Jennifer Rudnicke and Mickie Paskal
Owners and Casting Director, CSA, Paskal Rudnicke Casting
Paskal Rudnicke Casting, the firm founded in 2002 by Mickie Paskal, who once wanted to act, and Jennifer S. Rudnicke, a former Equity stage manager, boasts the kind of resume and cachet that reflects their over two decades of experience in finding the faces that belong with studio and independent features, television and commercials. (Clients have included the Michaels, Mann and Bay; Robert Altman and Sam Mendes, Stephen Cone and Steve Conrad.) “We love this community,” Paskal has said. “We love that the primary task of our work is to foster a relationship between actor and director, to make an artistic match. We believe deeply in casting human beings, not types.” Recent prominent projects include Austin Vesely’s “Slice,” with Chance the Rapper; Steve McQueen’s thriller, “Widows,” co-written with Gillian Flynn; Scott Smith’s Chicago International premiere, “Chasing the Blues”; “Signature Move”; Joe Swanberg’s “Win It All”; Stephen Cone’s “Princess Cyd”; the second season of “Patriot,” Steve Conrad’s Amazon series, as well as a range of other series and pilots.
Anuradha Rana with Dana Kupper and Susanne Suffredin
Chair, Documentary Program Committee with Lecturers and Filmmakers, DePaul Documentary Program
Three years after its documentary concentration was developed, DePaul University’s School of Cinematic Arts has added degrees in the School of Cinematic Arts for documentary work, including an MFA in documentary filmmaking and a documentary concentration in the BFA in film and television, and are aimed at students who intend to balance a creative personal voice with larger social goals. “We aim to educate ethical documentarians who can develop, produce and distribute nonfiction content that has an impact on an audience,” chair Anuradha Rana says. “The program is intimate and flexible, allowing the documentary cohort opportunities to interact and collaborate with students in other fields including screenwriting, producing, directing, animation and design.” Rana, a native of New Delhi who worked as a journalist and producer, moved to Chicago in 2002, joined DePaul five years ago and slowly developed the documentary program. “Dana Kupper and Susanne Suffredin joined the faculty last year and I am excited to see the documentary program grow with their support.” Rana also joined Kartemquin Films last year as the program coordinator for their Diverse Voices in Docs Fellowship, organized by KTQ and Community Film Workshop of Chicago. She is also in production on “Language of Opportunity,” a feature documentary exploring the role that English plays in the lives, hopes and dreams of a new generation of Indians. In her second year as a full-time faculty member, Kupper, who has shot many projects for Kartemquin, teaches documentary cinematography and beginning cinematography. Kupper recently shot Rachel Pikelny’s short doc “Grace,” about a breast-cancer survivor who gets tattoos on her scars and the series “Street Soldiers,” about people working to influence Chicago’s street violence. “I have deep roots in Chicago’s filmmaking community,” Suffredin says, “starting with studying with Jim Taylor at the Community Film Workshop to being a longtime associate at Kartemquin Films, as post-production supervisor of ‘Hoop Dreams,’ among many other credits, and working as a director and editor with Kindling Group.” The opportunity to be a part of DePaul’s College of Digital Media felt tailor-made, she says. DePaul was looking for someone to expand the post production and documentary programs, “my two strongest passions!” Suffredin is also working with longtime collaborator Peter Gilbert and producing partner Chris Webber on a feature-length documentary about Webber’s NBA basketball career.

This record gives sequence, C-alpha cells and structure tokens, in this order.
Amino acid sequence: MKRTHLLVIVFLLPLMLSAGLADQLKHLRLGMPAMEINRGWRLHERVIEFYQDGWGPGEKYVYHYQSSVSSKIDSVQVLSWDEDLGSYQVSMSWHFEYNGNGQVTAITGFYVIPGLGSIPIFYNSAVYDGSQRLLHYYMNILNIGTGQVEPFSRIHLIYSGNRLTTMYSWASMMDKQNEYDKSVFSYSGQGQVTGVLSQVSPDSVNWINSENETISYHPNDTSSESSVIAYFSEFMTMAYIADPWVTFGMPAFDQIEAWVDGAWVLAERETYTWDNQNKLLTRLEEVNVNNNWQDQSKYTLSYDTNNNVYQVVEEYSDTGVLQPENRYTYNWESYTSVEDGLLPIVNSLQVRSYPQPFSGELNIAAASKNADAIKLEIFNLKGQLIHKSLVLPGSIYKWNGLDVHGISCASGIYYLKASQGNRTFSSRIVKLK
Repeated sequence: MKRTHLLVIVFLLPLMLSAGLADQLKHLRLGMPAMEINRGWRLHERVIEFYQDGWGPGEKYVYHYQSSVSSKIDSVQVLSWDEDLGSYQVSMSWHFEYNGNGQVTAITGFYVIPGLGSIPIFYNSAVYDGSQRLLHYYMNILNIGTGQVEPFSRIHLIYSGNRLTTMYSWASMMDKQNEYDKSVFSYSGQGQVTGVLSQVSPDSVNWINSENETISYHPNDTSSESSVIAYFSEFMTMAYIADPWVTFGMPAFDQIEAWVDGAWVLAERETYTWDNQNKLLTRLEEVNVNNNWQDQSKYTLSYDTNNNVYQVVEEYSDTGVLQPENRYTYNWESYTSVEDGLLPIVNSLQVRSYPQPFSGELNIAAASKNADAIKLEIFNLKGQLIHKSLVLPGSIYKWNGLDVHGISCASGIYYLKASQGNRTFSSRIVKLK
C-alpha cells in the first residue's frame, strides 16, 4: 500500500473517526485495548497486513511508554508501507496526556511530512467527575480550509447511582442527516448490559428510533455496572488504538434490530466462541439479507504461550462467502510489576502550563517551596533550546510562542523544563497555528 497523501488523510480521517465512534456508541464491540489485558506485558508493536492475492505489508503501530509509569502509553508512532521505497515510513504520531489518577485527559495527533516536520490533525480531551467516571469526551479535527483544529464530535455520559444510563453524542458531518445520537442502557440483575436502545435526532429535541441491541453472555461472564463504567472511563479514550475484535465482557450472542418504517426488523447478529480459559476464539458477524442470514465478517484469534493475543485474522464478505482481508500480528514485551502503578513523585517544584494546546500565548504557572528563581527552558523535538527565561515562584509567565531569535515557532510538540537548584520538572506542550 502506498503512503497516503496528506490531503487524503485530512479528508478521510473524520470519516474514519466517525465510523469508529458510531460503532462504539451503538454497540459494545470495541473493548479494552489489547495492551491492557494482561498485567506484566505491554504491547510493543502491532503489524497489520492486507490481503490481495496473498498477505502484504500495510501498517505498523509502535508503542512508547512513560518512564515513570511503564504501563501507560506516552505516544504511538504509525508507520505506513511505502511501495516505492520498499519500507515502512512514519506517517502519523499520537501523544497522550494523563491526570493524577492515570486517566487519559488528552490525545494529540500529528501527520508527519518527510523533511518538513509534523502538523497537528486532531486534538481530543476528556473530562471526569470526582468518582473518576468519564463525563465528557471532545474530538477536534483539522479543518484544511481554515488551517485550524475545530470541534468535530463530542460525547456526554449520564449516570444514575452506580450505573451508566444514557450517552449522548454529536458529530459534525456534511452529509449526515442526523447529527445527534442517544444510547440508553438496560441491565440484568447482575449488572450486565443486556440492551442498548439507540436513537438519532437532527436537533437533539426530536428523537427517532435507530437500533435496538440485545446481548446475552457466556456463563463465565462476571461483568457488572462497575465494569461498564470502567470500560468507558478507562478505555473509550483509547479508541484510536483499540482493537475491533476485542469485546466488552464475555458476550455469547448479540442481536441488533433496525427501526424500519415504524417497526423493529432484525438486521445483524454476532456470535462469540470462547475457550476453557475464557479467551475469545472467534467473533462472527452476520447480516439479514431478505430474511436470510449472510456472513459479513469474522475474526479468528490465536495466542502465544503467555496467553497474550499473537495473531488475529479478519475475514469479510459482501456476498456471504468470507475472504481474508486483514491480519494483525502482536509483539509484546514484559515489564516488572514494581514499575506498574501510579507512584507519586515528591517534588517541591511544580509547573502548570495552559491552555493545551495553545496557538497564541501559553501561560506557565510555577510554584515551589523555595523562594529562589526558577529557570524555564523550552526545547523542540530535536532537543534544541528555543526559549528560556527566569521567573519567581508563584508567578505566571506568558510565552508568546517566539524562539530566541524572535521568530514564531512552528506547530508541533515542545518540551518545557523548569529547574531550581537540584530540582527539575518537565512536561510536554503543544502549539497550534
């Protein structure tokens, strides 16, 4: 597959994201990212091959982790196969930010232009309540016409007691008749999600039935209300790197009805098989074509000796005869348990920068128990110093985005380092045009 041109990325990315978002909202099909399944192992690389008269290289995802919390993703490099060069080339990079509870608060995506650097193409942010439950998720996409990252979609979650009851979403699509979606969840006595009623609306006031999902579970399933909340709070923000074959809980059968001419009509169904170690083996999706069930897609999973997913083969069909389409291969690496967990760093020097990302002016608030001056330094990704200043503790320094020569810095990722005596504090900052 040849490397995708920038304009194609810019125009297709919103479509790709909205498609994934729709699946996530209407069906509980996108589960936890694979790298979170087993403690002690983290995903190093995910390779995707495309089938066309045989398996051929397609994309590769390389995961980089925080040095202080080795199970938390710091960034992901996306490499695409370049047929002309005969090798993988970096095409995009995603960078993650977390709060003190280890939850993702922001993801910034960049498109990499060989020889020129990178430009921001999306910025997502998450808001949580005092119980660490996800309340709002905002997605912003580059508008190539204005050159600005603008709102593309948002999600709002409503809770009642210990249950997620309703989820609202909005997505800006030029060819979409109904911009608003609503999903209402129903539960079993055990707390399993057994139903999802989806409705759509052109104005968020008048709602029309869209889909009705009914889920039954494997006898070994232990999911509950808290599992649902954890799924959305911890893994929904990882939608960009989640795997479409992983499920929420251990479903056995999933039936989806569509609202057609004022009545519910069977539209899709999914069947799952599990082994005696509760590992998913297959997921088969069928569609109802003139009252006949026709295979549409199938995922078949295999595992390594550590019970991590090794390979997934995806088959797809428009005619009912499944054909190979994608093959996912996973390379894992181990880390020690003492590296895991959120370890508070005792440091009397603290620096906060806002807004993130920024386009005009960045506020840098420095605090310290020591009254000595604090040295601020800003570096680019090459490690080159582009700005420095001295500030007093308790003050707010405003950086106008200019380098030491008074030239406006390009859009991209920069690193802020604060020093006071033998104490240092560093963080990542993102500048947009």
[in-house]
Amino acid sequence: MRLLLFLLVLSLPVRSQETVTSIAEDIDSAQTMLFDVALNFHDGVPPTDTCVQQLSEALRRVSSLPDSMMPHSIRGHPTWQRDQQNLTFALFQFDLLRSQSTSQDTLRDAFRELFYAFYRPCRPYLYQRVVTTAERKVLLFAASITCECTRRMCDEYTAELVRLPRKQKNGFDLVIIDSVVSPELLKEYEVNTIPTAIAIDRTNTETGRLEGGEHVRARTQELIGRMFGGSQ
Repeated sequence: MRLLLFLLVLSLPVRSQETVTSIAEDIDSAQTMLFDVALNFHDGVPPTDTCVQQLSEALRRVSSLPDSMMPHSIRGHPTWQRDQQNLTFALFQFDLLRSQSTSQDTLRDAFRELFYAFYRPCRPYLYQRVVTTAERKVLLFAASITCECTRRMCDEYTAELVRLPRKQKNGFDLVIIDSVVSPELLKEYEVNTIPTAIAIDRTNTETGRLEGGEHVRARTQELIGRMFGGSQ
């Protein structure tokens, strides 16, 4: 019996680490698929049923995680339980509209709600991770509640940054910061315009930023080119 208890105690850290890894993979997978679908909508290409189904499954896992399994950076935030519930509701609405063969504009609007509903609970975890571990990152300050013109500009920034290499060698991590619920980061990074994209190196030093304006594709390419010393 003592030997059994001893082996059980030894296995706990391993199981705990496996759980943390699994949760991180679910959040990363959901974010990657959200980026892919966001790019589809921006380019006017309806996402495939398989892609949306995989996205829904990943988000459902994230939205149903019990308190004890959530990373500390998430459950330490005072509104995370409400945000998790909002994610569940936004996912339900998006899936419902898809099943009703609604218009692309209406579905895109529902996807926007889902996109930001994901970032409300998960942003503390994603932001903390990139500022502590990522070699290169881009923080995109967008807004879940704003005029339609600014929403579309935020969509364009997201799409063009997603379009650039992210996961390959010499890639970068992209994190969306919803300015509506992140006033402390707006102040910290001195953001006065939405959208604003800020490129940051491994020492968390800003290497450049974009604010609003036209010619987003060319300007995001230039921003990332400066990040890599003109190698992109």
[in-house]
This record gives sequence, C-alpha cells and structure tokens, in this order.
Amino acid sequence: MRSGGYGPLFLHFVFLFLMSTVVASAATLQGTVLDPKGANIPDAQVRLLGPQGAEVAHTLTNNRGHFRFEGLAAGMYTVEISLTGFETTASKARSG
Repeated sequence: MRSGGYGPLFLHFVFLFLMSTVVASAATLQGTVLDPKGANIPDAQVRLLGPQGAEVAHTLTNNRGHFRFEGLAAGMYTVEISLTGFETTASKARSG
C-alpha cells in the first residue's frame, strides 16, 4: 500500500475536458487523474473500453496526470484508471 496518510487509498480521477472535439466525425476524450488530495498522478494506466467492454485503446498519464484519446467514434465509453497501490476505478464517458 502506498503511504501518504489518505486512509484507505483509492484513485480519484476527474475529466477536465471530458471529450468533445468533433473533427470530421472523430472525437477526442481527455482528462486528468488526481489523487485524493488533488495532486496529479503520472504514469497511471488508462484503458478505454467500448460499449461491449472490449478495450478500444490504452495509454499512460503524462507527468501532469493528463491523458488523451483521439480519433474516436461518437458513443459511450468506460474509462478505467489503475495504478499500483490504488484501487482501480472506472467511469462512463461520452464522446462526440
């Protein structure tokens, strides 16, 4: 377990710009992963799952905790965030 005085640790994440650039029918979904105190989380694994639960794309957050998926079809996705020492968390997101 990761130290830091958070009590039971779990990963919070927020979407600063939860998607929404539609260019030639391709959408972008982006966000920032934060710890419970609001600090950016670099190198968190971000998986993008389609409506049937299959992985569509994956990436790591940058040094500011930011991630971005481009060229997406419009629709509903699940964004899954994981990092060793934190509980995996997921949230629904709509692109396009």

CEO, The Ebert Company and Philanthropist